Yuan Haowen 元好問, Xu Yijian zhi 續夷堅志 (Continued Records of the Listener), 1.12:

玉兒(當是其名)

太原廟學,舊有鬼婦人,是宋旦一提刑妾,為正室妒,捶而死,倒埋學旁,其處有桑生焉。此鬼時入齋舍,與人戲語,然不為祟也。大定中,有數人夜宿時習齋,三更後,忽聞窗外履聲,須臾,入齋,以手遍拊睡者,云此人及第,此人不及第。既而曰:「休驚休驚也。」及至後,皆如其言。

學正馬持正說,睡者趙文卿、段國華、郭及之。

Yuan Haowen 元好問, Chang Zhenguo 常振國 (ed), Xu Yijian zhi 續夷堅志 (Continued Records of the Listener), and Anon., Jin Xin 金心 (ed.) Huhai xinwen yijian xuzhi 湖海新聞夷堅續志 (Continuation of Records of the Listener with New Items from the Lakes and Seas) (Beijing: Zhonghua shuju, 1986)

Secret Virtue Makes A Number One Scholar 陰騭狀元

Ping Jing, courtesy name Dangshi, was from Xianning in Ezhou. His father was a merchant, and, when he was in the prime of life but lacking children, he was about to depart for the capital when his wife gave him several silver tablets and said: “The gentleman does not yet have a son; take these as the means to buy a concubine.” When he reached the capital, he bought a concubine, drew up a contract and paid over the money. When he asked the concubine where she came from, she shed tears but refused to speak. When he asked her more firmly, she then said her father held office, but, having suffered shortfalls in his transported goods, had sold her into concubinage as a plan to repay the losses. Grieved by this, he could not bear to touch her, and sent her back to her father, without insisting on the return of his money. When he returned, his wife asked: “Where is the concubine you bought?” He told her the whole story. His wife said: “If the gentleman uses his heart like this, why worry about lacking a son?” Several months later, his wife became pregnant. When the due date drew near, the villagers dreamt that the air was filled with drumming and trumpeting, greeting the number one scholar arriving at the Ping household. The next morning, Jing was born. Taking delight in reading, he came first (yuan) in the provincial examinations, came first (yuan) in the metropolitan examination, and achieved first place (yuan) in the overall ranking; his contemporaries called him ‘Ping Three-Yuan’.

Anon., Huhai xinwen yijian xuzhi, 前 2.108 (Tale 187):

陰騭狀元

馮京,字當世,鄂州咸寧人。其父商也,壯歲無子,將如京師,其妻授以白金數笏,曰:「君未有子,可以此為買妾之資。」及至京師,買一妾,立券償錢矣。問妾所自來,涕泣不肯言。固問之,乃言其父有官,因綱運欠折,鬻妾以為賠償之計。遂惻然不忍犯,遣還其父,不索其錢。及歸,妻問:「買妾安在?」具告以故。妻曰:「君用心如此,何患無子!」居數月,妻有娠。將誕,里人皆夢鼓吹喧闐迎狀元至馮家。次早,生京。喜讀書,領舉為解元,省試為省元,登第為狀元,世號為馮三元。

Yuan Haowen 元好問, Chang Zhenguo 常振國 (ed), Xu Yijian zhi 續夷堅志 (Continued Records of the Listener), and Anon., Jin Xin 金心 (ed.), Huhai xinwen yijian xuzhi 湖海新聞夷堅續志 (Continuation of Records of the Listener with New Items from the Lakes and Seas) (Beijing: Zhonghua shuju, 1986).

Yan Gen’s Concubine 嚴根妾

During the reign of Zhang Gui (254-314 CE) of the Former Liang, a concubine belonging to Yan Gen, Governor of Fuhan, gave birth. In the same night she bore a daughter, a dragon and a falcon.[1]

Li Rong 李冗, Du yi zhi, 獨異志 (Outstanding Fantastic Stories), 22 (上1.3)

嚴根妾

前梁張軌時,枹罕令嚴根妾產,同夕產一女、一龍、一鷙。

Li Rong 李冗, Du yi zhi, 獨異志 (Outstanding Fantastic Stories) in Du yi zhi, Xuanshi Zhi 獨異志,宣室志 (Outstanding Fantastic Stories, Stories from the Chamber of Dissemination), edited by Zhang Yongqin 张永钦 and Hou Zhiming 侯志明 (Beijing: Zhonghua shuju, 1983)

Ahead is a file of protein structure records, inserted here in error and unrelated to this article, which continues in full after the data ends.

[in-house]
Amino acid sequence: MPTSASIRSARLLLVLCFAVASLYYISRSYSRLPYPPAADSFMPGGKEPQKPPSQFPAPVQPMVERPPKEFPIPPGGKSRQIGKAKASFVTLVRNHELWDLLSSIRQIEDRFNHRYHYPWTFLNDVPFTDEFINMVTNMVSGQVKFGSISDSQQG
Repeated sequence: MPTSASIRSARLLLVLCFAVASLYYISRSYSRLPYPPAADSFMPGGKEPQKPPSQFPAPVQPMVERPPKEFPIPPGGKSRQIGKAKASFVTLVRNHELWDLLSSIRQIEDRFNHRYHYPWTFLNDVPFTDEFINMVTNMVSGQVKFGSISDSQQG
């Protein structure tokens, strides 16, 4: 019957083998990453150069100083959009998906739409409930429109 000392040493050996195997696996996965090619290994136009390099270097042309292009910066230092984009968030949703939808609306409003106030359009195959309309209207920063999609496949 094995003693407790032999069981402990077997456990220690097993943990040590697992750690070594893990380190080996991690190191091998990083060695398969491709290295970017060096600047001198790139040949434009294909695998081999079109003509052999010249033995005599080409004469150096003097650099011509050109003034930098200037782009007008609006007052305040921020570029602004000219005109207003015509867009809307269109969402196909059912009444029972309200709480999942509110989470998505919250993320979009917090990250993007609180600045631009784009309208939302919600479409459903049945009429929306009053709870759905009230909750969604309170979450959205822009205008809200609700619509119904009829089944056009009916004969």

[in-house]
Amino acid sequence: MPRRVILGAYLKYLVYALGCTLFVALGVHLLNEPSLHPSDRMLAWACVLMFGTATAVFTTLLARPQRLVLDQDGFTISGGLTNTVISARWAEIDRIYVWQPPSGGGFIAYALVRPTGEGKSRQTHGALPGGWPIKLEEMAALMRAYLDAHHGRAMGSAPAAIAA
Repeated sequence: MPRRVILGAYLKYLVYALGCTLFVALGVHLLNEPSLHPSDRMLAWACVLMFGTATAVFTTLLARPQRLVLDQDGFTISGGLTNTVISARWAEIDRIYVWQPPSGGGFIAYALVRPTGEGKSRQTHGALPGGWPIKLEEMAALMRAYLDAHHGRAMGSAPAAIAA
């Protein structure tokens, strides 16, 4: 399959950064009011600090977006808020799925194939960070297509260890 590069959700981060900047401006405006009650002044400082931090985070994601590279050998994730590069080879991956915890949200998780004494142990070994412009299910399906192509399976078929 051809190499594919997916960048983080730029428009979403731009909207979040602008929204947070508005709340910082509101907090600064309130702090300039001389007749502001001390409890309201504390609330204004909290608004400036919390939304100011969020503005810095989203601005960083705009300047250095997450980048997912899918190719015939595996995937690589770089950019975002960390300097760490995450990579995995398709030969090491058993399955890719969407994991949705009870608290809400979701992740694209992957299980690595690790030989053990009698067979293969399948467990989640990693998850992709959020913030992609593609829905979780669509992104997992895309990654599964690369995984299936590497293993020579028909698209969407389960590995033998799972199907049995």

[1] The Jinshu 晉書 (Book of the Jin) mentions this same incident, dating it to the fifth month of the fifth year Yongjia (3 June to 2 July, 311 CE; under the Western Jin), and reporting a response, linking such anomalous births to military chaos. See Jinshu 29.909:

五年五月,枹罕令嚴根妓產一龍,一女,一鵝。京房易傳曰:「人生他物,非人所見者,皆為天下大兵。」是時,帝承惠皇之後,四海沸騰,尋而陷於平陽,為逆胡所害,此其徵也。

Taking Pills, Getting Ulcers 服丹發疽

The household of Instructor Ding Guang of Baozhou included many attendants and concubines, and he was deeply committed to wine and sexual pleasure. At that time there was a Daoist passing through the prefecture, who claimed to be a hundred years old and able to smelt great pills, the taking of which enabled the fulfilment of all sensual desires while retaining good health without danger of illness, and allowing later transcendent elevation to the heavens. The prefectural head provided him with accommodation, and presented his compliments. On a selected day, the pill baking began, smelting following his specific method, and after forty-nine days it was finished, its spirit-gleam illuminating the heavens. They arranged a banquet with music to celebrate together, planning to take the pills afterwards. When Guang heard of this, he wrote a letter to be presented, begging to be allowed a measure for his own recuperation. The Daoist was unwilling, due to his common bones, but the prefectural head begged that his request be fulfilled, so he received a half portion, and Guang took it with delight. Several days later, the prefectural commander and magistrate developed ulcers on their backs. The Daoist fled by night, and the prefectural head reported death after death. Guang himself developed boils on his waist, and became terrified, drinking yellow earth water to relieve it, and eventually recovered. The following year, he again developed a hot rash, and therefore soaked himself in a bath; when water entered the sores, he could no longer rise. Cinnabar poisoning is sometimes like this, so we record it here, as a warning to the public.